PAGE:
Cambridge’s massive success as a hub for science and technology jobs continues to send housing costs within the city ever higher, and workers are being pushed further and further out into villages and towns within commuting distance.
Prices are rising there too, and even businesses are looking to find premises outside the city, both cheaper to occupy, and closer to their employees. This is resulting in a boom for housing development in many of Cambridge’s satellite settlements, as well as investment into transport links such as the new Cambridge South train station, as planners hope to ease commuter traffic and make it more feasible to work in Cambridge while living elsewhere. The Greater Cambridge Local Plan proposes 48,794 new homes to be built over the next 20 years, largely in North West Cambridge on the airport site, but also in Waterbeach, Eddington, Darwin Green, Cambourne, Cherry Hinton and Northstowe, despite worries over increased pressure on an already water-stressed region. Smaller developments are also being created all around the region. Read on for details of upcoming developments to watch out for.
The relatively new village of Bar Hill, created in the 1960s, is frequently added to and is currently seeing the development of 40 new homes for social rent. There are proposals for 400 more.
The village of Comberton to the west of Cambridge is set to be linked on the new Bedford-Cambridge East West Rail line, and there are now 90 new homes being built by Beechwood Estates to add to its current population of 2,300. It is also part of the new Greenway pedestrian and cycle route linking villages to Cambridge.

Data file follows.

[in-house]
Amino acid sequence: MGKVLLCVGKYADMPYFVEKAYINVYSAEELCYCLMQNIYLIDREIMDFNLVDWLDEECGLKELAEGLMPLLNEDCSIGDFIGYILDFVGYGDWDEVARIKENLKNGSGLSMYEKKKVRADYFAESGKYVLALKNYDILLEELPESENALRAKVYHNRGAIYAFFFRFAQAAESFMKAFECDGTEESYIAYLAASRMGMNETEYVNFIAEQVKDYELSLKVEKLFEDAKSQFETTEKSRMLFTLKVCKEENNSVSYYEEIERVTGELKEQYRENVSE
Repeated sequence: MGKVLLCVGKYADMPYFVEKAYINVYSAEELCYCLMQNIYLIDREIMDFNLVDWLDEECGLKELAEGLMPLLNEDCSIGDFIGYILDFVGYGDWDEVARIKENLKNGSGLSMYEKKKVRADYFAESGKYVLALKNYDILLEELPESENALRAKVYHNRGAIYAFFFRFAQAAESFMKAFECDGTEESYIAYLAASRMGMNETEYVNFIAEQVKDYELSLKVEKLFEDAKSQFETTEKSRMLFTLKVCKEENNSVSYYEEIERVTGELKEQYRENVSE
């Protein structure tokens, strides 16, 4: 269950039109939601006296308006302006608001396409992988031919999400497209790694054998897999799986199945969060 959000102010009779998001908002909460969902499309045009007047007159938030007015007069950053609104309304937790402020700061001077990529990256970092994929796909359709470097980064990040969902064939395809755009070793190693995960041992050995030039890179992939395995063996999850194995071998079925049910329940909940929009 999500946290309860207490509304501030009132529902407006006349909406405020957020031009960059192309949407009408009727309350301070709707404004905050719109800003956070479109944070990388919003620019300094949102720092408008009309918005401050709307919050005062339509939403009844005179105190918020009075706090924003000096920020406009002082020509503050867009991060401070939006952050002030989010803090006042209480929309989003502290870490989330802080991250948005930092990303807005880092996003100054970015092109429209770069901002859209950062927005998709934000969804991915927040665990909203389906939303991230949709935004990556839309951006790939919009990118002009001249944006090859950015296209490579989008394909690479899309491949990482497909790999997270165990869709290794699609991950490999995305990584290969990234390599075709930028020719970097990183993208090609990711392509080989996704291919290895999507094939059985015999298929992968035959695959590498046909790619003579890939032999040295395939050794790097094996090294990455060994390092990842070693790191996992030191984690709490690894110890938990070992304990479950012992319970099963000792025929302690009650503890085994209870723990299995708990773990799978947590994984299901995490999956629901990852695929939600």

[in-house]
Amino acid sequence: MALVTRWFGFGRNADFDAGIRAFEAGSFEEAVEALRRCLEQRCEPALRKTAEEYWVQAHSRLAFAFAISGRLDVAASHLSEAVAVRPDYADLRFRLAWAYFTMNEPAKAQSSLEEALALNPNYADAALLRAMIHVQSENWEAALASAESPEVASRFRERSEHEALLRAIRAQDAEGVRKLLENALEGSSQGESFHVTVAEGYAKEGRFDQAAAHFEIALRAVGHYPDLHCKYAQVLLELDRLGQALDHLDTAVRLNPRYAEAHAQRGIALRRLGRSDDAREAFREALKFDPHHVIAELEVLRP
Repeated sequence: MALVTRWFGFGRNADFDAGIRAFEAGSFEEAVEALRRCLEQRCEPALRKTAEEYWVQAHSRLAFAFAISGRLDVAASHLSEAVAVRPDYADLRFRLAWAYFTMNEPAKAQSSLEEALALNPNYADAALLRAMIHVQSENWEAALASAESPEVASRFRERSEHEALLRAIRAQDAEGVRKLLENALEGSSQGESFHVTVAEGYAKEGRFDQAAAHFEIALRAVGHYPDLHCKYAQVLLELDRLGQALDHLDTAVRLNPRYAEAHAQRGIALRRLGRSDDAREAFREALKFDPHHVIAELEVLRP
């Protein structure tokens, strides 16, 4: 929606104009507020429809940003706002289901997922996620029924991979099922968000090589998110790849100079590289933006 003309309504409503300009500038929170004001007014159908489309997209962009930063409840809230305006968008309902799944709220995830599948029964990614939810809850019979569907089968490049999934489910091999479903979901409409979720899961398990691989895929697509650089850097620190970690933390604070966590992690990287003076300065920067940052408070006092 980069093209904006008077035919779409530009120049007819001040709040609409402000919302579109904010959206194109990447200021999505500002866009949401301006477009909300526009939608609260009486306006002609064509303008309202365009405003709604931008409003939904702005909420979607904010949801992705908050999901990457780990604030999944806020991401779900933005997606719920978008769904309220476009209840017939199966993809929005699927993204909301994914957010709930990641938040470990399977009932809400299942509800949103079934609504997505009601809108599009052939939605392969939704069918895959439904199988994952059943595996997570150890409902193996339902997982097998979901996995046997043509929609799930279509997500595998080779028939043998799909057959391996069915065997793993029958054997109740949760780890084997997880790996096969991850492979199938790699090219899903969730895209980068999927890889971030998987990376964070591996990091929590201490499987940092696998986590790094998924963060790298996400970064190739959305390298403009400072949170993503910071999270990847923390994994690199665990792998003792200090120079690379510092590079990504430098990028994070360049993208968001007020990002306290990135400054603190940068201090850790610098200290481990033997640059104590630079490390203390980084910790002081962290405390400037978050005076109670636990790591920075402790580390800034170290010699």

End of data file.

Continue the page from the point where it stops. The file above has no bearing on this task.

Under the local plan, the new town of Cambourne is set to receive 7000 new homes by 2041, and a rail link to Cambridge on the new East West line. Hill Group has purchased 19.2 acres of land in the town and its plans for a 275-home, zero carbon development are currently under review.
The tiny, picturesque city of Ely, just ten minutes by train to Cambridge, has seen house prices rise by 4.5% from July 2017 to July 2020. Small developments round the edges of the city and in the surrounding villages such as Haddenham from developers like Redrow, Hill, Accent, and Hopkins are very attractive.
Beautiful market town Saint Ives, linked to Cambridge by the Guided Busway, is seeing very little new development, and large price increases on existing property. The historic Old Grammar School site in the town centre has just been purchased for repurposing as housing by developers Brown & Co. and looks set to be a beautiful set of very high value residences. The town has also received £100k from the Market Towns Programme to use on creating a report costing long term regeneration projects, so we can expect to see more growth for the town in future.